In accordance with previous reports, incident HCV diagnosis was associated with fisting, unprotected anal intercourse, multiple sex partners, and infection with other sexually transmitted infections.

The researchers concluded there has been a significant increase in new HCV diagnoses amongst gay men attending their clinic, and – contrary to previous reports – these have not been seen exclusively in HIV-positive men. While HIV-positive serostatus remained a major risk factor for HCV infection, a substantial number of new infections occurred in HIV-negative men or those with unknown HIV serostatus.

Importantly, all but one of the nine men who were HIV-negative or had unknown HIV status at the time of their HCV diagnosis later went on to become infected with HIV, suggesting that they continued to engage in risky behaviour. Dr Richardson recommended that this high-risk group should be especially targeted for HIV prevention efforts. He also suggested that routine HCV antibody testing should be considered for all MSM, regardless of HIV serostatus.

Commentary and analysis

Brighton is a small city on England’s south coast, within easy reach of London. Despite its size, it has the highest concentration of gay men in the UK, and the UK’s highest HIV prevalence: last year, one in seven gay men in Brighton who agreed to anonymous HIV antibody testing were found to be HIV-infected. Last year, Dr Martin Fisher, a collaborator on the latest study, told AIDS Treatment Update that 8% of the gay men attending the city’s HIV clinic were already co-infected with HCV.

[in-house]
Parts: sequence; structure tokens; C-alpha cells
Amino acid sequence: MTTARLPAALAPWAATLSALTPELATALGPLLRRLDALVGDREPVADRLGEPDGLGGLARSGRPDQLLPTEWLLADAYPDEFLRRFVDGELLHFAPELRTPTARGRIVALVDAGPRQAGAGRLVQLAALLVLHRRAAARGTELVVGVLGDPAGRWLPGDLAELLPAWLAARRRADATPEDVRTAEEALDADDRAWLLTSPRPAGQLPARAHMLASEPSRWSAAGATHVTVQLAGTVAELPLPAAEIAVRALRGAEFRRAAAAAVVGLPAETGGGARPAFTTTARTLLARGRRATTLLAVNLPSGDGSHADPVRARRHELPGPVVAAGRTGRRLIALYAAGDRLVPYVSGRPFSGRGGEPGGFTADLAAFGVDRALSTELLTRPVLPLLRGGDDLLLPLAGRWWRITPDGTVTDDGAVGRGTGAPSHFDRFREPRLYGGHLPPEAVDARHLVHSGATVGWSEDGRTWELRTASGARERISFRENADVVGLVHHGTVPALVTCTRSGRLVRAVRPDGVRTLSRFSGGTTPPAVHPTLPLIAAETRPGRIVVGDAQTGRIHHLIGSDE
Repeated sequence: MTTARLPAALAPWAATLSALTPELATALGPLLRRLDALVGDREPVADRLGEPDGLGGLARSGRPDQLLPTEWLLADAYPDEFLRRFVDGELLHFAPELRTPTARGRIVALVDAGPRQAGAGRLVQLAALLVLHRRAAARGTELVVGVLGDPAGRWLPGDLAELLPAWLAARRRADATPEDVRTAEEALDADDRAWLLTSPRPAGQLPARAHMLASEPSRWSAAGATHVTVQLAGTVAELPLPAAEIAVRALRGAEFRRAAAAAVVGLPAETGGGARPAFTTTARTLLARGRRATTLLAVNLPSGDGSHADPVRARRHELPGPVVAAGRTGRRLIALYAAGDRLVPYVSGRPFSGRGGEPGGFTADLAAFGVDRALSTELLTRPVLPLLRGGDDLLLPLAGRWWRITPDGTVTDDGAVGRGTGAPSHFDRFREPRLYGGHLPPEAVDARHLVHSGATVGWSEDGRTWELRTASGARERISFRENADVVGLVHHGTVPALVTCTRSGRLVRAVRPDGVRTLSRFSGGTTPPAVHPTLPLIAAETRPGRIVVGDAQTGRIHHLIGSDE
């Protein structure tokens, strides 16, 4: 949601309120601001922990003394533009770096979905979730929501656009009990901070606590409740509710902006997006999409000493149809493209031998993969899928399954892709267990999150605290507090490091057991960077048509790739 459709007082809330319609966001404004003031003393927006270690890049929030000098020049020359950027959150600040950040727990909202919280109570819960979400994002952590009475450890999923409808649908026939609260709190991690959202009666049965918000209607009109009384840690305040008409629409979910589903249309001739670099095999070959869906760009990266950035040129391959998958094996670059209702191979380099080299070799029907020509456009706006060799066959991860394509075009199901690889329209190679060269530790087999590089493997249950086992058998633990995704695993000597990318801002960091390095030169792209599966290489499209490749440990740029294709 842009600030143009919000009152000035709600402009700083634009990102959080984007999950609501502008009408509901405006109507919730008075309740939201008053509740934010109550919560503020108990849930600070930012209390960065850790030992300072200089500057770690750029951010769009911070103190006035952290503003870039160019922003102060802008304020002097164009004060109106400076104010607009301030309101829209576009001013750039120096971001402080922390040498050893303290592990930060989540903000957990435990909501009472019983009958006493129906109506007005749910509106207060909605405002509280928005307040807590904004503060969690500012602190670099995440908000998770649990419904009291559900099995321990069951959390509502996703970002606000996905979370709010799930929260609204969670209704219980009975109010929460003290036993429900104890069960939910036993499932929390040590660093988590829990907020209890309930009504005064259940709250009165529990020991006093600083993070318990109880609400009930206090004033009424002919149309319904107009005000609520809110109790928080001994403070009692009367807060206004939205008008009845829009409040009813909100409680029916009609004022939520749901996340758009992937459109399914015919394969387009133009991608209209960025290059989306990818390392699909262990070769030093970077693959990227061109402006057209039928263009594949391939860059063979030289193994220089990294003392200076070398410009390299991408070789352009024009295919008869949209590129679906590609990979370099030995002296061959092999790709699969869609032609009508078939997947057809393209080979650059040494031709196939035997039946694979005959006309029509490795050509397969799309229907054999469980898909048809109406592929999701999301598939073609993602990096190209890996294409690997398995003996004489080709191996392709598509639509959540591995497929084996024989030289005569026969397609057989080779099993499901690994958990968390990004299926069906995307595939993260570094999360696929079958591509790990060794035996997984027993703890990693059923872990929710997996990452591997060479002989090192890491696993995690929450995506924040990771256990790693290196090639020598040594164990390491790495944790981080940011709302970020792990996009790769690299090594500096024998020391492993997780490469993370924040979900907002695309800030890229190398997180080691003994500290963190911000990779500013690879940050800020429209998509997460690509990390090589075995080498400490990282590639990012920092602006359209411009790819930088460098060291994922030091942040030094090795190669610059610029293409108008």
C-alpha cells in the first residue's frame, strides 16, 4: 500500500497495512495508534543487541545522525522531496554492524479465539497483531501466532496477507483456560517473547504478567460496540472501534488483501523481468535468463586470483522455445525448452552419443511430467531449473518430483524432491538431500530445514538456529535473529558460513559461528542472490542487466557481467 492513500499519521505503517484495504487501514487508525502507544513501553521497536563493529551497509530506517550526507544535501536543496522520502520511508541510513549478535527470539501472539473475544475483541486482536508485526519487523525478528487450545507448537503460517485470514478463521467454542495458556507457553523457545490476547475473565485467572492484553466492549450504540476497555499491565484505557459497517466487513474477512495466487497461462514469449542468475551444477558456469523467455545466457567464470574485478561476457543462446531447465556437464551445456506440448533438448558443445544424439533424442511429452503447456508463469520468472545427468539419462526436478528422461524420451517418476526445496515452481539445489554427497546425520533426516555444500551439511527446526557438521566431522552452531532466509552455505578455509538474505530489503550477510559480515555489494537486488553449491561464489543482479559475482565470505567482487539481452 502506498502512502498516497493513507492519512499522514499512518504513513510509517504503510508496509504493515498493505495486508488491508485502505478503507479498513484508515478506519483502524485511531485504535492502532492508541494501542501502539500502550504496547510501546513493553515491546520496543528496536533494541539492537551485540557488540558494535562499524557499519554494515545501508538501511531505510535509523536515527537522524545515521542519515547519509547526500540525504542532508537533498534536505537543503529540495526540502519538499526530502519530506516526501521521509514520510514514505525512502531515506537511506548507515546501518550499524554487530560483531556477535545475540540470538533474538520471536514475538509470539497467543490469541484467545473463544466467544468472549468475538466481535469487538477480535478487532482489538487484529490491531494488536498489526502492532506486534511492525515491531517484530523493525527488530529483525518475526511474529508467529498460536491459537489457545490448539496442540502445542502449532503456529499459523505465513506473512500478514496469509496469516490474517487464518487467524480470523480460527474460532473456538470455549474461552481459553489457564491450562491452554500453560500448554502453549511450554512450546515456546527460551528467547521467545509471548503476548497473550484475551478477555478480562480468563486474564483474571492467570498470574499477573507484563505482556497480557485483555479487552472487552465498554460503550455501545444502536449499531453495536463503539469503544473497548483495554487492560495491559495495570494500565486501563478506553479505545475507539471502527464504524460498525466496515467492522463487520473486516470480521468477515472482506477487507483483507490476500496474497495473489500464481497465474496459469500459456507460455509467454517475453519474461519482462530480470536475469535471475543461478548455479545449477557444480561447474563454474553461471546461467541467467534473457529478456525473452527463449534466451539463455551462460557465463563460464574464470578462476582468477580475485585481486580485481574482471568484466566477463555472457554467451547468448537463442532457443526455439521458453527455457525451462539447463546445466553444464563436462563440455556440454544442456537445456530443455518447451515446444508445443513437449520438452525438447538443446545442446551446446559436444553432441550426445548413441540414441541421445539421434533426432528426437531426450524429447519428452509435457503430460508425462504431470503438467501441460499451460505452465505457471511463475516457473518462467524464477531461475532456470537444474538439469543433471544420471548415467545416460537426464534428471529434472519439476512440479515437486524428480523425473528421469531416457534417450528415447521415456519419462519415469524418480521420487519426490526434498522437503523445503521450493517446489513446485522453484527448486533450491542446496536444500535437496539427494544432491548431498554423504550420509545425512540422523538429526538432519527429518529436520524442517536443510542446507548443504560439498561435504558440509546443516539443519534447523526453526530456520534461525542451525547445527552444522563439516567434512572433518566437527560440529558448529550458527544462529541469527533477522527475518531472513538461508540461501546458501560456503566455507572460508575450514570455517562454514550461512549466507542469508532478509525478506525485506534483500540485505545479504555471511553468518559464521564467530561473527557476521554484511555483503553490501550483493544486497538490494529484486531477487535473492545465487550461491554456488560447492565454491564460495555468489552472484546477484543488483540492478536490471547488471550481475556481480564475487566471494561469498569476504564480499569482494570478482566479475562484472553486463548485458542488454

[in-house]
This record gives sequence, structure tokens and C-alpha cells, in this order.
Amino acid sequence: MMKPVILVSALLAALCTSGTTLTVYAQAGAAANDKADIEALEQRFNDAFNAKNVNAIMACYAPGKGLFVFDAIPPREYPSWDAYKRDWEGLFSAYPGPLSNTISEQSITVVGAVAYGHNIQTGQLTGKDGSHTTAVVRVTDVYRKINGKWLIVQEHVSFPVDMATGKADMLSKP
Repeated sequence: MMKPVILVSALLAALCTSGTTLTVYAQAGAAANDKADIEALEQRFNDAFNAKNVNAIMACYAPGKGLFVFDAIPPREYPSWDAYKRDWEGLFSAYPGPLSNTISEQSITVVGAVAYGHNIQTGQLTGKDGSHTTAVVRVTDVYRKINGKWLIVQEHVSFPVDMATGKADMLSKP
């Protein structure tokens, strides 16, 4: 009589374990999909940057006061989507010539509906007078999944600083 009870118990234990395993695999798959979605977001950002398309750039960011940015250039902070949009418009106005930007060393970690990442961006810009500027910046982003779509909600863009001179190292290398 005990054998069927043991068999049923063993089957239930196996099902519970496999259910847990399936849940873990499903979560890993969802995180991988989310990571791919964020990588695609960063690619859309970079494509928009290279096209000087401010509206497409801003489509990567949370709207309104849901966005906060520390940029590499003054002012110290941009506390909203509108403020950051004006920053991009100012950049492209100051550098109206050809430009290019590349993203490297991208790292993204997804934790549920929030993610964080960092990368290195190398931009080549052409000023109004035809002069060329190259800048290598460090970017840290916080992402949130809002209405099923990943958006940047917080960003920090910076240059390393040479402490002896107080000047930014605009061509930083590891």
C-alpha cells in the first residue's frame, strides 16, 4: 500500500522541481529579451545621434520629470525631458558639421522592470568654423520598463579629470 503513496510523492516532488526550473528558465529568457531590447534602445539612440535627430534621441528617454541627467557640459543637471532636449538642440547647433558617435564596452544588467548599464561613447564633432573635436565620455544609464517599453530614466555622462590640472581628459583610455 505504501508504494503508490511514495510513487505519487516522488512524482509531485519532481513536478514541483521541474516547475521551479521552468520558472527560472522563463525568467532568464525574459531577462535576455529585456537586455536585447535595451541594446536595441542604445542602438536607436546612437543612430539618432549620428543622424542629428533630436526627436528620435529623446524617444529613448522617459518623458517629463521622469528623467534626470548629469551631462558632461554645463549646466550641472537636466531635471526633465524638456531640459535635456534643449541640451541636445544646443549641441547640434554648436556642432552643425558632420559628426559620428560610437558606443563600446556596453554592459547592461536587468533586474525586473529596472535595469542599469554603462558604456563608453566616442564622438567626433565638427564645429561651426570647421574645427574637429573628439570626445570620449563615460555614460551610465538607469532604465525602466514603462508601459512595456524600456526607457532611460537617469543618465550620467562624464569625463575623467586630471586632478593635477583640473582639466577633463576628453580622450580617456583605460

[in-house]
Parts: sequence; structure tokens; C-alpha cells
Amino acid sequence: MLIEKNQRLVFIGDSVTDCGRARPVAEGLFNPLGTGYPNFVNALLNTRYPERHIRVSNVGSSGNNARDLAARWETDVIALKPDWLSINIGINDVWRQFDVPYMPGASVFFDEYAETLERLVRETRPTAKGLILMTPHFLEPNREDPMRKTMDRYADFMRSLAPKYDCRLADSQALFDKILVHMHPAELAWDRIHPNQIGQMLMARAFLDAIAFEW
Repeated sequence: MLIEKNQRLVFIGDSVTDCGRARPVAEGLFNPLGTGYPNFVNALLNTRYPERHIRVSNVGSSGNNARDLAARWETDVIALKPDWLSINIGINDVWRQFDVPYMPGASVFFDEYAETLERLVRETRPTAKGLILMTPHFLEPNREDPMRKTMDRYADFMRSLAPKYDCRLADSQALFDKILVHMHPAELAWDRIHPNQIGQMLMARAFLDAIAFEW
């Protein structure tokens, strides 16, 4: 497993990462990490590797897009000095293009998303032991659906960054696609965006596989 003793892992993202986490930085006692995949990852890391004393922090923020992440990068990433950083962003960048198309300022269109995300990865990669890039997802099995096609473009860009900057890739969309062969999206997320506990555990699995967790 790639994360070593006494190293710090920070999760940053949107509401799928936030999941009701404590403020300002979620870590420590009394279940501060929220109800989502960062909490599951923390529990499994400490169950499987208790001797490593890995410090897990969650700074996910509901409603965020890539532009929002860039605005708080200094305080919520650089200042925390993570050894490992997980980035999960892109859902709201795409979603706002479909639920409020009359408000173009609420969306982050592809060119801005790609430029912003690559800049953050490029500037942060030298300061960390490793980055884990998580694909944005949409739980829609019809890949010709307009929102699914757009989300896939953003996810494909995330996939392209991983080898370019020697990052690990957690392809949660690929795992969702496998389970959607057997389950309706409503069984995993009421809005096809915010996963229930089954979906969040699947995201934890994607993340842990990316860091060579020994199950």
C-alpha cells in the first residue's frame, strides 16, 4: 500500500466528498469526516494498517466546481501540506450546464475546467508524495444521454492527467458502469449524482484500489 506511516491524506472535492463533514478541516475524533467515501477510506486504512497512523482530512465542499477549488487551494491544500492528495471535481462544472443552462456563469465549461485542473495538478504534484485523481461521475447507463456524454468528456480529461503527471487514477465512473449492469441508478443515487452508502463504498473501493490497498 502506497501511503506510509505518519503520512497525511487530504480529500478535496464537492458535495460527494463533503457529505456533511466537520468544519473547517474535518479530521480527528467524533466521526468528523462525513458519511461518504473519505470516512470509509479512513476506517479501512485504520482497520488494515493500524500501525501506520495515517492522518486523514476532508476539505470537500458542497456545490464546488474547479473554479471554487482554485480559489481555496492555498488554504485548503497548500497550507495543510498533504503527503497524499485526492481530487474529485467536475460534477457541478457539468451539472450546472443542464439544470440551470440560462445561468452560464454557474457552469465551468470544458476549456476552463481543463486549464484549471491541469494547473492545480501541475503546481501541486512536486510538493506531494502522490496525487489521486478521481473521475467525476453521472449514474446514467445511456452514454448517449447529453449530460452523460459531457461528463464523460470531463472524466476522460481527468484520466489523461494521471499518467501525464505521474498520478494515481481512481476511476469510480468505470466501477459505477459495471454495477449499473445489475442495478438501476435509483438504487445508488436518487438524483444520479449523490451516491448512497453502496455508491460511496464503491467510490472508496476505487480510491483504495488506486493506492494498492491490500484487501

It is not clear why epidemics of sexually transmitted HCV in gay men have been observed in the UK and a few other western European countries, but not in North America. Studies involving HIV-negative gay men in Montreal and San Francisco have failed to find any evidence of sexual transmission of hepatitis C.

At the conference, Dr Fisher told aidsmap that outbreaks of sexually transmitted HCV may behave like classic sexually transmitted infections such as gonorrhoea or lymphogranuloma venereum (LGV), occurring in distinct, localised clusters.

Phylogenetic analysis from sexually transmitted HCV outbreaks amongst (mostly) HIV-positive gay men in London and Amsterdam has established that HCV transmission is primarily occurring within “hard” sexual networks. These and other reports suggest that many of the men in these networks regularly practice weekend-long sessions of fisting, unprotected anal intercourse and recreational drug use.

Such behaviour may also be occurring in other major cities, although studies exploring whether there are differences between European and North American sexual practices would shine some light on this. Dr Fisher indicated that he did not believe gay men in the UK and the US are that different, and that sexually transmitted HCV epidemics may occur elsewhere in the future. “I think [American cities] just haven’t seen it yet,” he told aidsmap. However, he also suggested that use of methamphetamine – a party drug of choice among gay men in the US – may have a different effect on HCV transmission than, for example, ecstasy or ketamine – the recreational drugs used more often in the UK.

The latest data refutes the assumption that sexual HCV transmission is likely to occur only in HIV-positive people. Brighton is the first city to present data following actively looking for incident HCV infection in HIV-negative and untested gay and bisexual men. However, other localities might observe similar results if they did the same. In particular, it remains unclear whether HIV-negative and untested men in the London (where men from Brighton often socialise) are also experiencing a new epidemic of sexually transmitted HCV.

References

Fisher M et al. Acute hepatitis C in men who have sex with men is not confined to those infected with HIV, and their number continues to increase. Fourteenth Conference on Retroviruses and Opportunistic Infections, Los Angeles, abstract 130, 2007.